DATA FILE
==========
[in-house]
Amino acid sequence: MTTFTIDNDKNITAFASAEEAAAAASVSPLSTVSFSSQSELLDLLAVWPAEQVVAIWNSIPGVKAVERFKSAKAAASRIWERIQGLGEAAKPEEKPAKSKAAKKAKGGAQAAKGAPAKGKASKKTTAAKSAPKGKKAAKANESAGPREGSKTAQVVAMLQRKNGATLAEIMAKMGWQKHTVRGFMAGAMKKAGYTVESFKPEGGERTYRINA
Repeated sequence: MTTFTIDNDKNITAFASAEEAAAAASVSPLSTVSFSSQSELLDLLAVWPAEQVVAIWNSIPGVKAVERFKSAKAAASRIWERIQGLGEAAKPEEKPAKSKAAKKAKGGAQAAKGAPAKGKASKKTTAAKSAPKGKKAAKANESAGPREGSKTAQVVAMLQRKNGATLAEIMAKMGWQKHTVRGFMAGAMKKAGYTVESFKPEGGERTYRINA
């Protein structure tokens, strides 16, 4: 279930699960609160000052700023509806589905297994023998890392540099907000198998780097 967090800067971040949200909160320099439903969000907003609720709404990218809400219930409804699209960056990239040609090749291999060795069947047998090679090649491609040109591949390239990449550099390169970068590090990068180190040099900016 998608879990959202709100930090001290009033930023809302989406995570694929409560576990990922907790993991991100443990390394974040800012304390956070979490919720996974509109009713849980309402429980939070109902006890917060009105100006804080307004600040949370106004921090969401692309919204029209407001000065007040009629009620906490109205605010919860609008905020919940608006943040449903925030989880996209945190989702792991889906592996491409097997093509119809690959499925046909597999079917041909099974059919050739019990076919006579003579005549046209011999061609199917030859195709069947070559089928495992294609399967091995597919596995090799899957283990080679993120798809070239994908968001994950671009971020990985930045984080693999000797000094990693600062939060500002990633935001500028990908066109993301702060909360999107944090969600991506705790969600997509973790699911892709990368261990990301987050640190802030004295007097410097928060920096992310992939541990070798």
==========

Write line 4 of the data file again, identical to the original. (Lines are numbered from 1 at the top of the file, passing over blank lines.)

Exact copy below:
């Protein structure tokens, strides 16, 4: 279930699960609160000052700023509806589905297994023998890392540099907000198998780097 967090800067971040949200909160320099439903969000907003609720709404990218809400219930409804699209960056990239040609090749291999060795069947047998090679090649491609040109591949390239990449550099390169970068590090990068180190040099900016 998608879990959202709100930090001290009033930023809302989406995570694929409560576990990922907790993991991100443990390394974040800012304390956070979490919720996974509109009713849980309402429980939070109902006890917060009105100006804080307004600040949370106004921090969401692309919204029209407001000065007040009629009620906490109205605010919860609008905020919940608006943040449903925030989880996209945190989702792991889906592996491409097997093509119809690959499925046909597999079917041909099974059919050739019990076919006579003579005549046209011999061609199917030859195709069947070559089928495992294609399967091995597919596995090799899957283990080679993120798809070239994908968001994950671009971020990985930045984080693999000797000094990693600062939060500002990633935001500028990908066109993301702060909360999107944090969600991506705790969600997509973790699911892709990368261990990301987050640190802030004295007097410097928060920096992310992939541990070798």